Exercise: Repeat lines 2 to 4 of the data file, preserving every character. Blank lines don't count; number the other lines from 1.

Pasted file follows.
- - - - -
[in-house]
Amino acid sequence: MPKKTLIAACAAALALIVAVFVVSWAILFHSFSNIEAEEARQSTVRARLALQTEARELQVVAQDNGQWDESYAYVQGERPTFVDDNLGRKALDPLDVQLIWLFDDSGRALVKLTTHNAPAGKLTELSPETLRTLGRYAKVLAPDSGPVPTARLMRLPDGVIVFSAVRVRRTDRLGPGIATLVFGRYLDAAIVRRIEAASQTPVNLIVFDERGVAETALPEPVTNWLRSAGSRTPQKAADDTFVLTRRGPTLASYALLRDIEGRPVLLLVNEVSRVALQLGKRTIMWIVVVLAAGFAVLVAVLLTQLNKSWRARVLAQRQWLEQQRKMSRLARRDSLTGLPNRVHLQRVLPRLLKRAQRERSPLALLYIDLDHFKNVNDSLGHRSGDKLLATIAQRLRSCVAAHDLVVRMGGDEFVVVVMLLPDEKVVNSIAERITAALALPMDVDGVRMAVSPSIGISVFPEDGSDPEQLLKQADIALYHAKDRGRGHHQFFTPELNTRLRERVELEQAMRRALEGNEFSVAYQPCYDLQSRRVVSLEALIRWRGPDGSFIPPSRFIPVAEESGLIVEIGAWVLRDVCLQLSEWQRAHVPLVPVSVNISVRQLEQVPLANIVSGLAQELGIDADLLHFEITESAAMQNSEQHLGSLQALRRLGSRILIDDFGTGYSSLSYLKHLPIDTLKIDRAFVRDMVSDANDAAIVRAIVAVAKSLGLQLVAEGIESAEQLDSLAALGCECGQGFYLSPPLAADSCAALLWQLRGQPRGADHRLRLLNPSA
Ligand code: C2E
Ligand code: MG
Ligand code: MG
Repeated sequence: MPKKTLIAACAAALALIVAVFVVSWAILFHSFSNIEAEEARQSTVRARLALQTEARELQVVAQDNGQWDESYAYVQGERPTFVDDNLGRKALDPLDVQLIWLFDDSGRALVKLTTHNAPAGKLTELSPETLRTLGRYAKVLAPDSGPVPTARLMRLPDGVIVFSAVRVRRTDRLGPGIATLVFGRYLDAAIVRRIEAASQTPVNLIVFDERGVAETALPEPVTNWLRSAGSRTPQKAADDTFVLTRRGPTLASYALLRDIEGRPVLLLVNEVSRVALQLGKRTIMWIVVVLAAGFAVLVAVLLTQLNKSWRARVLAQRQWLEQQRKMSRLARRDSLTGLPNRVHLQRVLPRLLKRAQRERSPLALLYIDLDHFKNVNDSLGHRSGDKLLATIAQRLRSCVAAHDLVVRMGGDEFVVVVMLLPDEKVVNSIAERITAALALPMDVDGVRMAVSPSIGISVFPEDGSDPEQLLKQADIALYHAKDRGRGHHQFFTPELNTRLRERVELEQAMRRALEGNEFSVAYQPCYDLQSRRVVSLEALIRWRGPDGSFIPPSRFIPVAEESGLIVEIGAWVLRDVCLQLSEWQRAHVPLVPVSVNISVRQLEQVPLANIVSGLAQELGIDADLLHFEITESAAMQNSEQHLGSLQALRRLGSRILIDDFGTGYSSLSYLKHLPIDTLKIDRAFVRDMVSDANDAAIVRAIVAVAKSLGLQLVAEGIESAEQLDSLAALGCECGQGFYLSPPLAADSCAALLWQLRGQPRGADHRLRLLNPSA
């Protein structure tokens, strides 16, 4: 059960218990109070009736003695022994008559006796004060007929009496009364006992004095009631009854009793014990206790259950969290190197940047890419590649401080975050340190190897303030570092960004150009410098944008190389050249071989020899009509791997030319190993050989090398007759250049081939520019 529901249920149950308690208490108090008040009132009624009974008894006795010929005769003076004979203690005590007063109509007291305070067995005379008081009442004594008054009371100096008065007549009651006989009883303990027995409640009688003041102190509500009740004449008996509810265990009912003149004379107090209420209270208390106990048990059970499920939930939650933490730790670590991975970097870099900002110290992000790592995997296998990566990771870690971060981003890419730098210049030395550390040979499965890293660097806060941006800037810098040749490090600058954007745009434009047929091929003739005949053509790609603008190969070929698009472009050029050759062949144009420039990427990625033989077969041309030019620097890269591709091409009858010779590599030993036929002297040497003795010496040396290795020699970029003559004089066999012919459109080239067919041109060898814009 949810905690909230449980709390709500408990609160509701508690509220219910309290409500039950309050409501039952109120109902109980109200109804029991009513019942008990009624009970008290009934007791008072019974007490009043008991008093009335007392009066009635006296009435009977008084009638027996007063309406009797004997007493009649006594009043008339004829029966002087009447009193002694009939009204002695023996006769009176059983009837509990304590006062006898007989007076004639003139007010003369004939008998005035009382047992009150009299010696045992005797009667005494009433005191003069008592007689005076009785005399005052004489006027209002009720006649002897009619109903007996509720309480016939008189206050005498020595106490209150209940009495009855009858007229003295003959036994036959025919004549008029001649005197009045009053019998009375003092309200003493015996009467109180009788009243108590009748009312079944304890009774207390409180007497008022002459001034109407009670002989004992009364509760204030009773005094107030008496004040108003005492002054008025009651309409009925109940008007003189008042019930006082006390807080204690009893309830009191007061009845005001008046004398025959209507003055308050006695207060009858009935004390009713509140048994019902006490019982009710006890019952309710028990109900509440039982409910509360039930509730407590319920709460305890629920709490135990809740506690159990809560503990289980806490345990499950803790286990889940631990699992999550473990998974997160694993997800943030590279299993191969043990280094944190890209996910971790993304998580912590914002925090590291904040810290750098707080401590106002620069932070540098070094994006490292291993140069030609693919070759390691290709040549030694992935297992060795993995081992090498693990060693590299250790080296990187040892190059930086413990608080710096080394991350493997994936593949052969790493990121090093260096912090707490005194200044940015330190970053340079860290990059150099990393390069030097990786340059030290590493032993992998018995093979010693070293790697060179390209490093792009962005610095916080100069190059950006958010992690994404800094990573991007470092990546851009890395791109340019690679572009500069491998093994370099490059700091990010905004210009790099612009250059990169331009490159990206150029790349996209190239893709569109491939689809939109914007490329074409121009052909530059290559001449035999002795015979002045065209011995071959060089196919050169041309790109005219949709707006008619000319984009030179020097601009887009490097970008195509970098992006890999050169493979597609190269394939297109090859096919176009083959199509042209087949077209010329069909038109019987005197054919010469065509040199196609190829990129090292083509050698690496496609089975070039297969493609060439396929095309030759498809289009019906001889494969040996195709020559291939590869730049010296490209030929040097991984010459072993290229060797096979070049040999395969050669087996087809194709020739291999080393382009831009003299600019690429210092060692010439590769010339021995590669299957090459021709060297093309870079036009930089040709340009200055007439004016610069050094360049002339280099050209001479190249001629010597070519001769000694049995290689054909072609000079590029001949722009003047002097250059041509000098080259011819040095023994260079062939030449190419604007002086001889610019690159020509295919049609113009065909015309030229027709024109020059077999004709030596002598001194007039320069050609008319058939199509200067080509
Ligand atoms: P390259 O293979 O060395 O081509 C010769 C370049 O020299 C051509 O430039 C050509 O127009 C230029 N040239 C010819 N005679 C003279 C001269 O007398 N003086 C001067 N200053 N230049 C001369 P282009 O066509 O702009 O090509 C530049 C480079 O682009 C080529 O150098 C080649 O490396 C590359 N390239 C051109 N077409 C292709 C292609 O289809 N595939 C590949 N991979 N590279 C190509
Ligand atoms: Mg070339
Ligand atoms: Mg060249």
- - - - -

Amino acid sequence: MPKKTLIAACAAALALIVAVFVVSWAILFHSFSNIEAEEARQSTVRARLALQTEARELQVVAQDNGQWDESYAYVQGERPTFVDDNLGRKALDPLDVQLIWLFDDSGRALVKLTTHNAPAGKLTELSPETLRTLGRYAKVLAPDSGPVPTARLMRLPDGVIVFSAVRVRRTDRLGPGIATLVFGRYLDAAIVRRIEAASQTPVNLIVFDERGVAETALPEPVTNWLRSAGSRTPQKAADDTFVLTRRGPTLASYALLRDIEGRPVLLLVNEVSRVALQLGKRTIMWIVVVLAAGFAVLVAVLLTQLNKSWRARVLAQRQWLEQQRKMSRLARRDSLTGLPNRVHLQRVLPRLLKRAQRERSPLALLYIDLDHFKNVNDSLGHRSGDKLLATIAQRLRSCVAAHDLVVRMGGDEFVVVVMLLPDEKVVNSIAERITAALALPMDVDGVRMAVSPSIGISVFPEDGSDPEQLLKQADIALYHAKDRGRGHHQFFTPELNTRLRERVELEQAMRRALEGNEFSVAYQPCYDLQSRRVVSLEALIRWRGPDGSFIPPSRFIPVAEESGLIVEIGAWVLRDVCLQLSEWQRAHVPLVPVSVNISVRQLEQVPLANIVSGLAQELGIDADLLHFEITESAAMQNSEQHLGSLQALRRLGSRILIDDFGTGYSSLSYLKHLPIDTLKIDRAFVRDMVSDANDAAIVRAIVAVAKSLGLQLVAEGIESAEQLDSLAALGCECGQGFYLSPPLAADSCAALLWQLRGQPRGADHRLRLLNPSA
Ligand code: C2E
Ligand code: MG